3. Dynamical experiments on models of colliding disk galaxies

    NASA Technical Reports Server (NTRS)

    Gerber, Richard A.; Balsara, Dinshaw S.; Lamb, Susan A.

    1990-01-01

    Collisions between galaxies can induce large morphological changes in the participants and, in the case of colliding disk galaxies, bridges and tails are often formed. Observations of such systems indicate a wide variation in color (see Larson and Tinsley, 1978) and that some of the particpants are experiencing enhanced rates of star formation, especially in their central regions (Bushouse 1986, 1987; Kennicutt et al., 1987, Bushouse, Lamb, and Werner, 1988). Here the authors describe progress made in understanding some of the dynamics of interacting galaxies using N-body stellar dynamical computer experiments, with the goal of extending these models to include a hydrodynamical treatment of the gas so that a better understanding of globally enhanced star formation will eventually be forthcoming. It was concluded that close interactions between galaxies can produce large perturbations in both density and velocity fields. The authors measured, via computational experiments that represent a galaxy's stars, average radial velocity flows as large as 100 km/sec and 400 percent density increases. These can occur in rings that move outwards through the disk of a galaxy, in roughly homologous inflows toward the nucleus, and in off center, non-axisymmetric regions. Here the authors illustrate where the gas is likely to flow during the early stages of interaction and in future work they plan to investigate the fate of the gas more realistically by using an N-body/Smoothed Particle Hydrodynamics code to model both the stellar and gaseous components of a disk galaxy during a collision. Specifically, they will determine the locations of enhanced gas density and the strength and location of shock fronts that form during the interaction.

  4. Structure Modeling and Validation applied to Source Physics Experiments (SPEs)

    NASA Astrophysics Data System (ADS)

    Larmat, C. S.; Rowe, C. A.; Patton, H. J.

    2012-12-01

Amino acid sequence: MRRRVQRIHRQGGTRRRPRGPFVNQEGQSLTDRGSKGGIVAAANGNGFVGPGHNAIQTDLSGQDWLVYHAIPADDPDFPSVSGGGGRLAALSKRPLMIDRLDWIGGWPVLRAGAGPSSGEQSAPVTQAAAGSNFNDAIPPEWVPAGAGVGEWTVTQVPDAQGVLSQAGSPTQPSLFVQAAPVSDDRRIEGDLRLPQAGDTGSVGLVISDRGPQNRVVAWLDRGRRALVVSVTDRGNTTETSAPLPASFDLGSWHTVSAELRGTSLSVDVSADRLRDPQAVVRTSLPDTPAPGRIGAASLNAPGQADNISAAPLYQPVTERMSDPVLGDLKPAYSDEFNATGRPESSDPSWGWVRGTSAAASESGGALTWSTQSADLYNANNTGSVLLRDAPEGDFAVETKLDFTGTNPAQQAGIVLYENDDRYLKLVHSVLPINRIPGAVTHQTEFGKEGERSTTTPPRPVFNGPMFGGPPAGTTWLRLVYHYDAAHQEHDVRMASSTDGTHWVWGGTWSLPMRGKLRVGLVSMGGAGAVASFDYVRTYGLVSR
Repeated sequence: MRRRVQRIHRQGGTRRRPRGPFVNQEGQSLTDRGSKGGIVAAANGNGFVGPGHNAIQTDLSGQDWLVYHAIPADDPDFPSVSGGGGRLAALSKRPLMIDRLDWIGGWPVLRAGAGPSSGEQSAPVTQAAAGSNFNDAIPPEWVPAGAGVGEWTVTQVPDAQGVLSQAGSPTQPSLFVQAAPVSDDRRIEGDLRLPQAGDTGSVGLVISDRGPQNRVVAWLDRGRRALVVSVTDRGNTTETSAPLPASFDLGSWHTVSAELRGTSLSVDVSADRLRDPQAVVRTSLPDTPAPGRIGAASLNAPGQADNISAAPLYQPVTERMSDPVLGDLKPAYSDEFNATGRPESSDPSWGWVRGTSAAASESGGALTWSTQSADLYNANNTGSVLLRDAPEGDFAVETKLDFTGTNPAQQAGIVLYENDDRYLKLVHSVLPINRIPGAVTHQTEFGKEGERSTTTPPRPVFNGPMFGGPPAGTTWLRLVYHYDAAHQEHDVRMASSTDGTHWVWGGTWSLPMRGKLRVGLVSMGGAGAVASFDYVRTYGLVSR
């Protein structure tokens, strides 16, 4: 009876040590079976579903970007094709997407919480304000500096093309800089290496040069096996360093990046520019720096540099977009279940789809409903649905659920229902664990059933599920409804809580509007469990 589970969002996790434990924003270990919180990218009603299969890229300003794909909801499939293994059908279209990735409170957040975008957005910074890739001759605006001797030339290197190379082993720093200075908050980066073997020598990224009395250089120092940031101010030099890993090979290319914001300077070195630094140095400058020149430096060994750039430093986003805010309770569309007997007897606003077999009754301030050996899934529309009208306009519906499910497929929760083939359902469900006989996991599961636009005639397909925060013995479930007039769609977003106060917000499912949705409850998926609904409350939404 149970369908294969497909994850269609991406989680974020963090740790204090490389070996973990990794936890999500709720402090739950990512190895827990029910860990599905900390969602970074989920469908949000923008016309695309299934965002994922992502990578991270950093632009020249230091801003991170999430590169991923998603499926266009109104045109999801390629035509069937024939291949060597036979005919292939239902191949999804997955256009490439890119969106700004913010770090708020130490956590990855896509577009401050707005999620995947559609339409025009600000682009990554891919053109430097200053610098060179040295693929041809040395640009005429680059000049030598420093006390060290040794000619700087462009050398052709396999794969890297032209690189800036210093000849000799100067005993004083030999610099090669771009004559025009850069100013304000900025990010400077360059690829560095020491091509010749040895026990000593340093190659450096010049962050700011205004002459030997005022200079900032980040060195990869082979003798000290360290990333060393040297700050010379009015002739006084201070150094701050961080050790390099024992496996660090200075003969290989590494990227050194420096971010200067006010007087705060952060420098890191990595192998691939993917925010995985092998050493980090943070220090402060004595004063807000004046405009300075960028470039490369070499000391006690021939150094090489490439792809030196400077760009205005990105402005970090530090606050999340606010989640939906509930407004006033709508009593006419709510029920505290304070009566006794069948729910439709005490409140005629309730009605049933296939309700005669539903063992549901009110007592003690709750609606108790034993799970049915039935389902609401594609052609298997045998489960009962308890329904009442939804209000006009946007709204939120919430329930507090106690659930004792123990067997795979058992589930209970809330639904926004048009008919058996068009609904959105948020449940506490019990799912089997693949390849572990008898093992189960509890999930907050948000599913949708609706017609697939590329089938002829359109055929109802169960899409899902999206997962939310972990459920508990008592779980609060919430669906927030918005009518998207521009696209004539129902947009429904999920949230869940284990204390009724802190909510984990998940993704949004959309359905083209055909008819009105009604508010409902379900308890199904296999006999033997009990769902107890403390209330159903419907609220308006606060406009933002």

The U. S. Department of Energy's Source Physics Experiments (SPEs) comprise a series of small chemical explosions used to develop a better understanding of seismic energy generation and wave propagation for low-yield explosions. In particular, we anticipate improved understanding of the processes through which shear waves are generated by the explosion source. Three tests, 100, 1000 and 1000 kg yields respectively, were detonated in the same emplacement hole and recorded on the same networks of ground motion sensors in the granites of Climax Stock at the Nevada National Security Site. We present results for the analysis and modeling of seismic waveforms recorded close-in on five linear geophone lines extending radially from ground zero, having offsets from 100 to 2000 m and station spacing of 100 m. These records exhibit azimuthal variations of P-wave arrival times, and phase velocity, spreading and attenuation properties of high-frequency Rg waves. We construct a 1D seismic body-wave model starting from a refraction analysis of P-waves and adjusting to address time-domain and frequency-domain dispersion measurements of Rg waves between 2 and 9 Hz. The shallowest part of the structure we address using the arrival times recorded by near-field accelerometers residing within 200 m of the shot hole. We additionally perform a 2D modeling study with the Spectral Element Method (SEM) to investigate which structural features are most responsible for the observed variations, in particular anomalously weak amplitude decay in some directions of this topographically complicated locality. We find that a near-surface, thin, weathered layer of varying thickness and low wave speeds plays a major role on the observed waveforms. We anticipate performing full 3D modeling of the seismic near-field through analysis and validation of waveforms on the 5 radial receiver arrays.